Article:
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I have seen plenty of diagrams showing parallel axial stress lines to aid in understanding the stress concentration around corners and other things. But this doesn't seem to be a good visualization for shear stress concentration.

enter image description here

For example, in the below diagram, there is shear stress concentration around the fillet. But in my head, I visualize the part's parallel planes being twisted against each other, with the "lines" not crossing between the planes. In that case, how am I able to visualize the shear stress concentration occurring here? I am having trouble understanding the concept since I can't picture (a model of) what's really going on. enter image description here

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  • $\begingroup$ think of force as fluid flow. same amount on both sides to maintain equilibrium (otherwise something accelerates). Because it is equal, think of it flowing each direction at a time -both left to right and right to left. $\endgroup$
    – Abel
    Jul 24 at 18:19
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    $\begingroup$ I suggest modeling on 3D software to visualize the distribution of stresses around corners, untwisted and twisted. The stress lines shown on your first diagram are inaccurate, see this article for an example. acin.net/2015/06/02/… $\endgroup$
    – r13
    Jul 24 at 20:29
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There's nothing stopping you from drawing "shear stress lines" whose density corresponds to the stress magnitude. These will have as much meaning as the "axial stress lines": useful for broad visualization and intuition but not really quantitatively predictive from a sketch.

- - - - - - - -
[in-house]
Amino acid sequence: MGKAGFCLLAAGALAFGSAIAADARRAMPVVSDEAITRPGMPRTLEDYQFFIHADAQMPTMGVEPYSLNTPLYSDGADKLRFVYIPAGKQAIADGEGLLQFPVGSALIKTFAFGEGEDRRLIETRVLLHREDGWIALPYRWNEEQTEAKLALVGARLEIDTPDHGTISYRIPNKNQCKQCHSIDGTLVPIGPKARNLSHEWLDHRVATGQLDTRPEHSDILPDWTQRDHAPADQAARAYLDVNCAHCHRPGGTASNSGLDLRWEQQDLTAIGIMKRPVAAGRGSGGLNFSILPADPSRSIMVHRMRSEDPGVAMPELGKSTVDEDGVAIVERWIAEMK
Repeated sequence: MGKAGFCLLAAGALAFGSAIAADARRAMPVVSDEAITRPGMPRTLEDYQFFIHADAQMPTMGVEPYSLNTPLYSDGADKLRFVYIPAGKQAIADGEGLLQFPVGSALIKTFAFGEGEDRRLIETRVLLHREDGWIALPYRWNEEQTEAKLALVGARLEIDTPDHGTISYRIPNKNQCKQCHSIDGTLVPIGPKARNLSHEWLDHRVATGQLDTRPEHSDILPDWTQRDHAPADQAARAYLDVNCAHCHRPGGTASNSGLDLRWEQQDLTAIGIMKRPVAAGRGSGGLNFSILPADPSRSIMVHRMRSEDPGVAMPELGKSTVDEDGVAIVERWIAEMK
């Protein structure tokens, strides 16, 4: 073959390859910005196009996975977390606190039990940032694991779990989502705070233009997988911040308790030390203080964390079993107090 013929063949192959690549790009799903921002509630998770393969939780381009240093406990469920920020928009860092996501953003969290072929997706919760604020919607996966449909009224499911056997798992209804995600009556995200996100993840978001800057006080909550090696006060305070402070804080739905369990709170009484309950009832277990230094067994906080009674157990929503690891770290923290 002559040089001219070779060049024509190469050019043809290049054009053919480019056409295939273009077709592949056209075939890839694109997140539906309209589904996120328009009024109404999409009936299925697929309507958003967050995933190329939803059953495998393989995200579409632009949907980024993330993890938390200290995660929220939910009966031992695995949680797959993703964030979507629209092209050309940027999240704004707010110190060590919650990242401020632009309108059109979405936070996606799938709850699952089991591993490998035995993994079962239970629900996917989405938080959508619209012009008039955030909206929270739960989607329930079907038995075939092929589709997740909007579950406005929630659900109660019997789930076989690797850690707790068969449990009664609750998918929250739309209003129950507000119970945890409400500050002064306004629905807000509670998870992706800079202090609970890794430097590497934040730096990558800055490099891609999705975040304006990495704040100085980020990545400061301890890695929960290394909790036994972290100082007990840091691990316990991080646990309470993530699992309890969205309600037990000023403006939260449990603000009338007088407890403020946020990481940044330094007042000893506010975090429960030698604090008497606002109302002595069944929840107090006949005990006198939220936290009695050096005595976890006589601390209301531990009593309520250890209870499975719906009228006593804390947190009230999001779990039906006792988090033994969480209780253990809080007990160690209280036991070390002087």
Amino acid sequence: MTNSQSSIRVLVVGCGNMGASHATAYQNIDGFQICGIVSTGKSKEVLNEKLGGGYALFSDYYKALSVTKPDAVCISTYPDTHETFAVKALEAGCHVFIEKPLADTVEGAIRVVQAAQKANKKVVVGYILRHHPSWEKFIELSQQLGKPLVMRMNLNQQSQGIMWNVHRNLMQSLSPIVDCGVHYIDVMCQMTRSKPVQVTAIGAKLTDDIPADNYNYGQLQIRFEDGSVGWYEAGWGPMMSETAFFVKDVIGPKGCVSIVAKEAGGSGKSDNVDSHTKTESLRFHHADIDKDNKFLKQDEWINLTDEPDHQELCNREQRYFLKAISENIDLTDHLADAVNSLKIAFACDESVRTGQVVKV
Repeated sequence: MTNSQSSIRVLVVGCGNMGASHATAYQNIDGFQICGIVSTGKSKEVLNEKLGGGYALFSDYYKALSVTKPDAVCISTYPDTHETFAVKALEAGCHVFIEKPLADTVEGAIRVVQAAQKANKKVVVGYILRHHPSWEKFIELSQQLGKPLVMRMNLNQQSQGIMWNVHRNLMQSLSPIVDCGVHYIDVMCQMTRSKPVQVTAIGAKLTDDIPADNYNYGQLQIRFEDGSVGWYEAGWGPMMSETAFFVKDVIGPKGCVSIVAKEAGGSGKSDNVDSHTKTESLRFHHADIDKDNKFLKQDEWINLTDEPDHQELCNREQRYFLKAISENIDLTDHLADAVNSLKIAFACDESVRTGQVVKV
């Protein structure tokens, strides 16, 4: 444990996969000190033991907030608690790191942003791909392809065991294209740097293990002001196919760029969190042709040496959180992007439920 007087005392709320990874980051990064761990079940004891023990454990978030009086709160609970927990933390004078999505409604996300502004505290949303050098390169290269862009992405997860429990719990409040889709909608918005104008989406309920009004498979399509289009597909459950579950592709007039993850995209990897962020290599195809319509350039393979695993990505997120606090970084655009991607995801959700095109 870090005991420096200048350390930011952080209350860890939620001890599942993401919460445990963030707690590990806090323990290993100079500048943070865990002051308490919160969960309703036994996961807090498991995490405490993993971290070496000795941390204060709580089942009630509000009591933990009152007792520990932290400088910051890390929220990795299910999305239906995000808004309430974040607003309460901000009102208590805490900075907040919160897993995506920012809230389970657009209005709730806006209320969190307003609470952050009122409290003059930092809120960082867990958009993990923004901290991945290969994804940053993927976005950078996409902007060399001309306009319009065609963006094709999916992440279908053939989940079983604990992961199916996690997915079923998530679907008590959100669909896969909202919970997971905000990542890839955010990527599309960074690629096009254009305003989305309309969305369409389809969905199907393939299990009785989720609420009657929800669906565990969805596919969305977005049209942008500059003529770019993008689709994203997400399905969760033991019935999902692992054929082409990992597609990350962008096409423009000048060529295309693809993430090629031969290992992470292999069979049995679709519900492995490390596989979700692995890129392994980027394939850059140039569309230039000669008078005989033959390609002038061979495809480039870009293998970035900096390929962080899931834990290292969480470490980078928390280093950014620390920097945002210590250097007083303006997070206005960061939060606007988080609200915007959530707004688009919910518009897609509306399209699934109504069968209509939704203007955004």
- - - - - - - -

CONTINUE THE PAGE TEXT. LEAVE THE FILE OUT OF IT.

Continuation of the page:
See here for a previous discussion on the meaning of such "stress flow lines." I don't see any indications that these lines are relied upon for quantitative calculation.

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This can be very simple when you look at an alternative sign convention for torsional moments.

enter image description here

Figure 1:Alternative sign convention for torque (double arrow and curved arrow) (source:ENGR2140 usu.instructure.com)

Both representations above represent the same loading condition on the beam. Of course the most usual is the later (with the curved arrow), which shows more readily the direction of the rotation on the plane.

The double curve sign notation is the vector of the torsional torque. That vector is normal to the plane of rotation. This is essentially an outcome of the right hand rule.

Under that perspective, you can appreciate that the following two representations are equal.

enter image description here

IF you use the second one you can visualise the shear stresses the same way you can for axial forces. i.e.

enter image description here

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In the part, you have sketched it is easy: the torque will cause tangential shear stress in the two shafts. But because at the fillet the there is a large step up in the shear stress moving from left to the right along the shaft, as the graph shows the smaller the fillet radius, r the less ductility to transit gradually from high shear in smaller diameter shaft to the low shear in the larger shaft, the more stress concentration.

Ultimately the larger D section can act as a rigid wise and just twist the small D part to failure.

Imagine if there was no fillet that intersection would be so fragile it could easily break due to stress concentration as has been seen in many moving mechanical parts.

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